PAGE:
“So, overall we see a decline but the situation is better than I feared and for 2021 I am optimistic.

“We reduced our expectations in 2020 but now our business is coming back and we have changed our strategy.”

Siempelkamp is currently in advanced talks about a further project in South America, while other project orders to have been signed in recent times include last September with Guangxi Xiangsheng Household Materials Technology Co Ltd and Jiangsu Shuntian International Group Machinery Import and Export Company.

The equipment purchase agreement with Siempelkamp is for a production line with annual output of 300,000m³. The first board will be produced by the end of September 2021.

The plant includes a ContiRoll Generation 9 press measuring 8.5ft x 40m.

Equipped with five forming heads, it offers production capability of OSB, light OSB, fine surface OSB and load-bearing special purpose PB, underlining recent trends and local market requirements of hybrid boards and increased production flexibility, combining the strength of OSB with the lamination possibilities of conventional particleboard.

The plant includes Siempelkamp’s Universal Flaker, a key factor for the customer’s decision, which makes it possible to use more economic wood assortments, resulting in boards with good mechanical strength and low weight.

This process, Siempelkamp says, allows the usage of smaller log diameters below 80mm and other wood assortments that would not be suitable in the traditional two-stage process with knife ring flakers.

The Ultimate Flaker attracted a very positive order intake at the WMF exhibition last year.

Turkish producer Starwood has also signed a new contract this.

Another project of note was the official opening in September, 2020 of one of the most modern particleboard plants in Europe – Klaipedos Mediena’s (VMG) 660,000m3 capacity plant in Akmene, northern Lithuania. It is now the third greenfield particleboard plant that VMG has ordered from Siempelkamp.

Alternative Raw Materials Trend

Dr Stark said use of alternative raw materials to manufacture panel products is also a big focus and can be seen in several Siempelkamp projects.

Siempelkamp planned, designed and supplied the entire machine technology for the CalAg, LLC/CalPlant 1 in Willows, California, which utilises rice straw to make fibreboard of 2-30mm thickness.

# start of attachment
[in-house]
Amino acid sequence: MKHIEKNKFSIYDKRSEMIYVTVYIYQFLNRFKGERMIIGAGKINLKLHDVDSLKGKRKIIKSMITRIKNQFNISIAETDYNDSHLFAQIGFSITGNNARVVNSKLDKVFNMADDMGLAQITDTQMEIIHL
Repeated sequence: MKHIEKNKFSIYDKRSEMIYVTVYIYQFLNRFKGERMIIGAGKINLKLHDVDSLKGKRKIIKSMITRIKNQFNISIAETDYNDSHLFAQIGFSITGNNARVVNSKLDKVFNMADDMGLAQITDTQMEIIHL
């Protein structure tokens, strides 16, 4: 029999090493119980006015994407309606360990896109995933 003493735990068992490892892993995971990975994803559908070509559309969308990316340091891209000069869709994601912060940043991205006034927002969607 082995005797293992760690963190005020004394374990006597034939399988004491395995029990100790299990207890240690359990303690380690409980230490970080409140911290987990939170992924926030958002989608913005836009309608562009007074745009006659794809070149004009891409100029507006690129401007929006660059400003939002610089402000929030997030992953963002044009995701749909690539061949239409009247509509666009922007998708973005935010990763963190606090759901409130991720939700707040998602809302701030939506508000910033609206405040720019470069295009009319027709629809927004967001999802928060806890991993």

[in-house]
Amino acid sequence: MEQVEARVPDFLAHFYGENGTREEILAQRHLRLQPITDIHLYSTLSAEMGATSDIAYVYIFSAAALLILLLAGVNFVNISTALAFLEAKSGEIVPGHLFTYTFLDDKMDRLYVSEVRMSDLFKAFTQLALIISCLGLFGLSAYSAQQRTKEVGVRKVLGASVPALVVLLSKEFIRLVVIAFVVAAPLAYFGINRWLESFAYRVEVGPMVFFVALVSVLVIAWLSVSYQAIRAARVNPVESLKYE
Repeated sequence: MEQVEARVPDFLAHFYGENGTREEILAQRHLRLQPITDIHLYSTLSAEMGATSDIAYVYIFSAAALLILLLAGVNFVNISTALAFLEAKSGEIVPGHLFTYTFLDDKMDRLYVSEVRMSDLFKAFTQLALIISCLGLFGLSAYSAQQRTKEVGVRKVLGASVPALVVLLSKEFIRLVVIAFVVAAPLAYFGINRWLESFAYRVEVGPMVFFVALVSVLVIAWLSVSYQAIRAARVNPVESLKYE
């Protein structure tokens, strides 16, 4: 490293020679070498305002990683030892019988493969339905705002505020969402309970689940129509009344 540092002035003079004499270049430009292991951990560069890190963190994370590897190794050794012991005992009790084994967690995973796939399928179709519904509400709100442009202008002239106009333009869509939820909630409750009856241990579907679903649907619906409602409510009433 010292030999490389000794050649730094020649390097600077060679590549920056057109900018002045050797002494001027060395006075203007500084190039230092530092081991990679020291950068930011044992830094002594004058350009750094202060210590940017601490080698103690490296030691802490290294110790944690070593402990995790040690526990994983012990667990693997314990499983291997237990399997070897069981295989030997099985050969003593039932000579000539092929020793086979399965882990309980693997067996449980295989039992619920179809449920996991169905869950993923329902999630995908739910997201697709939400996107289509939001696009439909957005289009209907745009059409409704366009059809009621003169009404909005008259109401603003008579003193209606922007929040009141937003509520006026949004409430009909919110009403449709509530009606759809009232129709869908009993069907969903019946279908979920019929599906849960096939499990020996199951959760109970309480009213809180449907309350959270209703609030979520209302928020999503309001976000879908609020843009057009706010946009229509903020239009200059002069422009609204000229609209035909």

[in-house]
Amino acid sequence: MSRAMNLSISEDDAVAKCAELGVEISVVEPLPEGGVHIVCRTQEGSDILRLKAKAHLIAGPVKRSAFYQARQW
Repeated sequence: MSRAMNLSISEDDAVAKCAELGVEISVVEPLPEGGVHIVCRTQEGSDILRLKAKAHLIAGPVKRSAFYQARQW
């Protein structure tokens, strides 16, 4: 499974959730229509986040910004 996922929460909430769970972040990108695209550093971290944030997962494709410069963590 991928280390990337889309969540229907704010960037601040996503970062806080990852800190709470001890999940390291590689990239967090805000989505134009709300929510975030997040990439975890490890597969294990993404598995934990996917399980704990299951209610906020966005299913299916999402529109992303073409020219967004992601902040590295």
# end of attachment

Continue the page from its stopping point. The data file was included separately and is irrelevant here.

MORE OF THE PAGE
Annual production capacity is 250,000m3 and the plant has been ramping up production rates.

More recently (in February, 2020) Siempelkamp signed a supply deal with Wood Technology Co (WOTECH) in Egypt. The contract for an MDF plant with an annual production capacity of 205,000m3 will use 100% rice straw as raw material.

The equipment has been shipped and erection is due to start soon, with the first board likely to be produced by the end of 2021/start of 2022.

“We are definitely focused on all the issues of sustainability and it starts with the material,” said Dr Stark.

“The raw material source – wood – is getting weaker and we have to think about recycling wood and focus on alternative materials like rice-straw and others.

“I’m sure we can push for further projects, because this is a hot issue for us.”

Overcoming Pandemic Restrictions

Some of the challenges presented by the pandemic include plant commissioning, travel and communications.

In every case there has been a solution, with new ways of doing things – principally using virtual and remote communications.

“There have been some challenges with plant commissioning during periods when people could not travel – for instance to the US, but later the US opened some doors for us which means travel, testing and quarantine,” said Dr Stark.

“In some cases, people can’t immediately enter the plants, so there are some drawbacks.

“Before the crisis, our sales people said they needed to travel to the customers, but this has now changed completely.

“First of all, during the crisis we thought we might lose contact with customers but we learned how to keep it, how to bridge the distance.

“I’m sure we need more travelling after the crisis, but there is no need to have every meeting physically.”

Use of digital communications is a high focus area for Siempelkamp’s marketing and communications team. It has joined the Virtual Reality Business Club based in Berlin.

It participated in the virtual International Fibreboard Conference last year and has developed its own digital communications to bring a human, personal touch with discussions, presentations, training and streaming.

The Siempelkamp service team uses all of this, not just relying on publishing animated videos for customers.

This digital suite has also been developed to augment Siempelkamp’s attendance at exhibitions, particularly as Covid restrictions may prevent some customers from attending events or spending much time physically on stand.

The Ligna exhibition in September will be a major focus for its joint physical / digital approach to connecting with customers.

“Ligna is a big event physically where customers come and meet us,” Dr Stark added.

“Of course, we need that but we are also prepared to do a lot in virtual rooms with digital presentations. Here in the woodbased panels industry we are adapting very fast.”

Meanwhile, Siempelkamp has established an EDI (electronic data interchange) interface with one of its biggest customers for fully automatic spare parts ordering and direct shipping.

“The crisis has pushed this approach forwards,” continued Dr Stark.

“Our engineers can assist customer production commissioning and optimisation remotely by being able to log into data of machines thousands of kilometres away.

This means we only need small core teams on site.

“Customers are accepting this now but two years ago they were very reluctant for us to get access to the data. This has now changed.”

As we start 2021, Dr Stark is hopeful of personal, physical contact with customers again in the not-too-distant future.

“I do not know how fast the business will come back but the project list we have at the moment makes us cautiously optimistic. From the order side we are quite optimistic that things will come back in 2021 almost to the old level.

“Siempelkamp is known for technology leadership and premium equipment – this is our battle cry!”